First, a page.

She may be known for her playful giggles and killer looks, but now movie star Cameron Diaz has become the most dangerous celebrity on the Internet.
Diaz, 37, is top of the list of the most dangerous celebrities to search for online, above second-placed Julia Roberts, according to computer security company McAfee. Last year's most dangerous Web celebrity, Jessica Biel, fell to third.
One in ten websites featuring the "Knight and Day" star contain malicious software intended to infect computers and steal data from users, according to research released on Thursday by McAfee.
Creators of malicious software use celebrities as lures, baiting fans and followers to click on and download seemingly innocuous content containing programs designed to steal passwords and other private information for profit, said Dave Marcus, director of security research at McAfee Labs.
"They know that people want to have screensavers of popular individuals. They follow hot topics on the Web and create their poisonous content accordingly," Marcus said.
"This relates to a larger trend of using social engineering lures. A lot of times a cyber criminal will mine Twitter, or follow Google Trends, to poison those links. It's very clear they will use news trends to lure," he said.
Supermodel Gisele Bundchen came in at fourth, followed by Brad Pitt, one of only two men to be listed in the top ten.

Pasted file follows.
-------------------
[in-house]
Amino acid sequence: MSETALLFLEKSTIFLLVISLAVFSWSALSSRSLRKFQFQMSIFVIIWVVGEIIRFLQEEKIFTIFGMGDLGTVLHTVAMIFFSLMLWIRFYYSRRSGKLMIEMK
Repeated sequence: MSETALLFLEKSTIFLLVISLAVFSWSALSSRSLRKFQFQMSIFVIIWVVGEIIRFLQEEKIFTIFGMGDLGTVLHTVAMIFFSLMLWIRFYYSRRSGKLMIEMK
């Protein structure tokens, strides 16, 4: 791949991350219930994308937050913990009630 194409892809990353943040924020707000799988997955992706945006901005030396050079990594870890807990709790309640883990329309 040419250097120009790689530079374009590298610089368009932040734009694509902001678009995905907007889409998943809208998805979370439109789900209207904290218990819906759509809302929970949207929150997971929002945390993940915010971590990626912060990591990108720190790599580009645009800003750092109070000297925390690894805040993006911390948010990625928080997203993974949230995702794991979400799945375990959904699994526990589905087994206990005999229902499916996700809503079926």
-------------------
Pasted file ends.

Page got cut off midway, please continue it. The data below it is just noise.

"Brad Pitt is historically one of the most dangerous celebrities to search on," said Marcus. "He's always up there."
Former Victoria's Secret model Adriana Lima came in sixth, followed by Jennifer Love-Hewitt and Nicole Kidman, who tied for seventh. Tom Cruise ranked eighth, and Heidi Klum and Penelope Cruz tied for ninth. Anna Paquin, the star of TV hit "True Blood", rounded out the top ten.
This is the fourth time McAfee published the annual list of dangerous individuals.
Marcus said he's seeing the same types of malicious software being distributed, but in higher numbers. "We tracked more malware in the second quarter of 2010 than ever before," Marcus said.
McAfee found 6 million unique, newly created pieces of malicious programing. "That's about 60,000 pieces per day. It's a big, honkin, onerous number," he said.
The study used McAfee's SiteAdvisor ratings to track risky sources of celebrity content on the Web, and used these results to calculate an overall risk percentage.